Other than that, it was a conventional American Catholic upbringing in the 1960s and ’70s: The Santorums said grace before meals, sent their kids to Catholic grade school and spent absolutely no time discussing how religion influenced their public policy views.

American Catholics at the time were living in the shadow of John F. Kennedy’s famous 1960 speech in which he insisted that neither his faith nor his church would have any influence on his presidency.

Santorum would spend his political life trying to reverse the effects of Kennedy’s pledge. He argued that Kennedy “sealed off informed moral wisdom into a realm of non-rational beliefs that have no legitimate role in political discourse.”

During college and law school at Penn State, Santorum wasn’t especially observant; neither did his religious faith factor much into his political views.

After college he served as an aide to Doyle Corman, a moderate Republican state senator in Pennsylvania. Religion seldom came up.

“My husband and I are both pro-choice,” Corman’s wife, Becky, told The New York Times in 2006. “One of the interesting things about Rick is, the whole time he worked for us, we didn't know what his views were on that issue.”

Dan Santorum says a turning point in his brother’s faith life was his marriage to Karen Garver. They met in the 1980s while Karen was studying law at the University of Pittsburgh and Santorum was recruiting law students for the Pittsburgh firm where he worked.

“There was just a bond between them,” Dan says. “Part of that was that they shared their faith.”

That bond was on display last Tuesday during Santorum’s speech after the Iowa caucuses.

“C.S. Lewis said, ‘A friend is someone who knows the song in your heart and can sing it back to you when you’ve forgotten the words.’ My best friend, my life mate, who sings that song when I forget the words, is my wife, Karen,” Santorum said before embracing her in a long hug.

Santorum bows his head in prayer during an Iowa campaign rally in January.

Sometime after arriving in Washington following his 1990 House victory, Santorum began attending daily Mass before work.

The Rev. Eugene Hemrick, who frequently leads Mass at 130-year-old St. Joseph’s on Capitol Hill, says Santorum led Kansas Gov. Sam Brownback - who served with Santorum in Congress in the 1990s and 2000s - to the church.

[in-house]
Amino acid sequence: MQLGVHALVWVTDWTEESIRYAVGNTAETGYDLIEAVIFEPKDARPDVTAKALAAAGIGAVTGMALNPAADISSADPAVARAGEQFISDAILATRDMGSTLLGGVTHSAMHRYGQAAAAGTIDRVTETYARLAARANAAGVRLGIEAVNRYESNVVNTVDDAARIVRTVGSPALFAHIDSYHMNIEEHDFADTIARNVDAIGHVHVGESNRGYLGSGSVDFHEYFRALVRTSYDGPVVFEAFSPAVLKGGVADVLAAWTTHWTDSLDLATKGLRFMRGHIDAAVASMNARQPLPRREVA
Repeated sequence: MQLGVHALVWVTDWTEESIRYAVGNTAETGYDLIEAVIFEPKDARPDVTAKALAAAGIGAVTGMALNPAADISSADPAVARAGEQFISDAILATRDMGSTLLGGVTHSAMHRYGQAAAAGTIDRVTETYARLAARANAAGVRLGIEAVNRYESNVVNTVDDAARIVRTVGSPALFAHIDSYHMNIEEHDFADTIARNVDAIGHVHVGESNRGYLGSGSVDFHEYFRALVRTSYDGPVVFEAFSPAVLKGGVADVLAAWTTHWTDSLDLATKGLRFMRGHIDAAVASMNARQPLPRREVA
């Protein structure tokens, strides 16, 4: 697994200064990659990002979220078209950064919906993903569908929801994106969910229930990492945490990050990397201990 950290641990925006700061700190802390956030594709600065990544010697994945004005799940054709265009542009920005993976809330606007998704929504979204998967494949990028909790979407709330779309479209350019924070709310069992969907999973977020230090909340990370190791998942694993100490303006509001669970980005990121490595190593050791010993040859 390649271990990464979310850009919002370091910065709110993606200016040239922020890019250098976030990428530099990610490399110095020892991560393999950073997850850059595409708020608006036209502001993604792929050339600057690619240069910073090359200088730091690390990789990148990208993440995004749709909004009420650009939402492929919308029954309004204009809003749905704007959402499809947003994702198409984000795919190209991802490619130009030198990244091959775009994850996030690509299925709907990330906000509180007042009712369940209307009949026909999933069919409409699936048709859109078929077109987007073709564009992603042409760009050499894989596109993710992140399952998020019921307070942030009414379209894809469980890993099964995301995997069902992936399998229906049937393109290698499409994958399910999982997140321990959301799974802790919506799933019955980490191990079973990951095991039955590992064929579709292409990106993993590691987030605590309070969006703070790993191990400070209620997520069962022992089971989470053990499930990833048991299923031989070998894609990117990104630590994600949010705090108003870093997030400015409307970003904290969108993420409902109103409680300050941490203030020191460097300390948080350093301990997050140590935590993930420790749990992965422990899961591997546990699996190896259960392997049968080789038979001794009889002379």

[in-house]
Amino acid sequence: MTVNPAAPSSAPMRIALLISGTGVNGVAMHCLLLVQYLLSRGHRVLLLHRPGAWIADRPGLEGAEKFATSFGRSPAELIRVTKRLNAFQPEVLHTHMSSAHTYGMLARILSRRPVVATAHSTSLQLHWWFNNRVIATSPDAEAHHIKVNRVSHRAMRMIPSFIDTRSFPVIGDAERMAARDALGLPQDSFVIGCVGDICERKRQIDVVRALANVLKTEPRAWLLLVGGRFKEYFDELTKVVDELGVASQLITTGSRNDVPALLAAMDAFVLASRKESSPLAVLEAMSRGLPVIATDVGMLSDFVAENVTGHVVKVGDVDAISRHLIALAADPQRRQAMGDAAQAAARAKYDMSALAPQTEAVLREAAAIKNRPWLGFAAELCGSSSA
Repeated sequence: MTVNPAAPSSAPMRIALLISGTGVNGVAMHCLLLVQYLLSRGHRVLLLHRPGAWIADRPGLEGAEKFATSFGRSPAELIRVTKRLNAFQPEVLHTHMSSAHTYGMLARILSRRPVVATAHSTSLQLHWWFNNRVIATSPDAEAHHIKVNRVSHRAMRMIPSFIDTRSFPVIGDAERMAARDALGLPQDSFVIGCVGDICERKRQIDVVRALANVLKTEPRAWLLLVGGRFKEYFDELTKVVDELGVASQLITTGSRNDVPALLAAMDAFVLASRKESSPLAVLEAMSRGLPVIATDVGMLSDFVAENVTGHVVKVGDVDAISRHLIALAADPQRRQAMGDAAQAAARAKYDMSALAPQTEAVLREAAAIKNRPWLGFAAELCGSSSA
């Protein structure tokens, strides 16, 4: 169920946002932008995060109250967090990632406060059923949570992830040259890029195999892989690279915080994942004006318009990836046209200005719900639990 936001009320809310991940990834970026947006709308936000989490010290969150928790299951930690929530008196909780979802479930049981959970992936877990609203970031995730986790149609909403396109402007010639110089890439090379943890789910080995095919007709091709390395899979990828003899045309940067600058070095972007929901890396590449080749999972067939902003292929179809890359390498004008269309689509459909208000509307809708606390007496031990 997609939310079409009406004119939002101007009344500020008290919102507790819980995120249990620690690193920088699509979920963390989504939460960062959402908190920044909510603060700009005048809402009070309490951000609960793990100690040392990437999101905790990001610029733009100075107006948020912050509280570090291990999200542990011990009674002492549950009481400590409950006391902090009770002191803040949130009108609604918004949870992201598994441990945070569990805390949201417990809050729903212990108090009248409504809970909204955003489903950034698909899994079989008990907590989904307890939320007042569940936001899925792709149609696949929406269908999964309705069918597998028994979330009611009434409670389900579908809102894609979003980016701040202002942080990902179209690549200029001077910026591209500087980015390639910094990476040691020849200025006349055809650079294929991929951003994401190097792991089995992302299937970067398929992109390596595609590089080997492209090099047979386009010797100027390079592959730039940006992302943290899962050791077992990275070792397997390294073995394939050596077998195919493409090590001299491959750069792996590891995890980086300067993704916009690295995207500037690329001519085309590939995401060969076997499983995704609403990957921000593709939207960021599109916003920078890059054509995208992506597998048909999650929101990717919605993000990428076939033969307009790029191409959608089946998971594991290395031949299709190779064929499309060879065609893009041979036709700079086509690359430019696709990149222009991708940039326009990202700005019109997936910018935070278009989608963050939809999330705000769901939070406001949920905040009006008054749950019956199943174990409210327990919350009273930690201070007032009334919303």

“Santorum was always dressed up,” Hemrick remembers. “Brownback was in sweats a lot from running.”

The evangelical Brownback wound up converting to Catholicism, and the two were often joined in the pews by Supreme Court Justice Clarence Thomas.

“When you know these people are out there, you do a little more homework before you preach,” Hemrick said of his high-profile flock. “You try to make it a little more meaningful to them.”

Moral codes and absolutes

The 1990 GOP freshman class, a small group that managed to win in a poor year for Republicans nationally, took a confident line in airing grievances to congressional and party leaders.

Santorum was part of the freshman “Gang of Seven” that exposed the House banking scandal, and he kept up his penchant for bold, against-the-grain gambits after his election to the Senate as part of the 1994 Republican Revolution.

Soon he was taking aim at the overriding culture-war issue of our time: abortion.

Santorum helped lead the effort to impose the first federal restrictions on abortion that could survive court challenges since Roe. v. Wade - a ban on the procedure critics call partial-birth abortion.

Faith and politics may have been separate in Santorum’s childhood home and the homes of other American Catholics at the time, but by the 1990s abortion had become the symbol for the infusion of conservative faith into American politics. The issue forged a powerful political alliance between conservative Catholics and evangelical Protestants.

On the wall of his Senate office, Santorum kept a picture of William Wilberforce, the British parliamentarian whose evangelical faith stirred him to lead the campaign that ultimately ended the British slave trade in 1807.

The senator saw his campaign for the Partial Birth Abortion Ban Act as his “Wilberforcean effort,” says Rodgers, now a senior adviser to Santorum’s presidential campaign.

Santorum’s comfort with using his faith to shape his politics was partly a reflection of Catholic intellectuals he had met since arriving in the capital, including Richard John Neuhaus, a priest who edited the Catholic journal First Things, and George Wiegel, a theologian.

For Santorum, such figures and books by Catholic writers like St. Augustine instilled the sense that free societies need citizens who are governed by strong moral codes.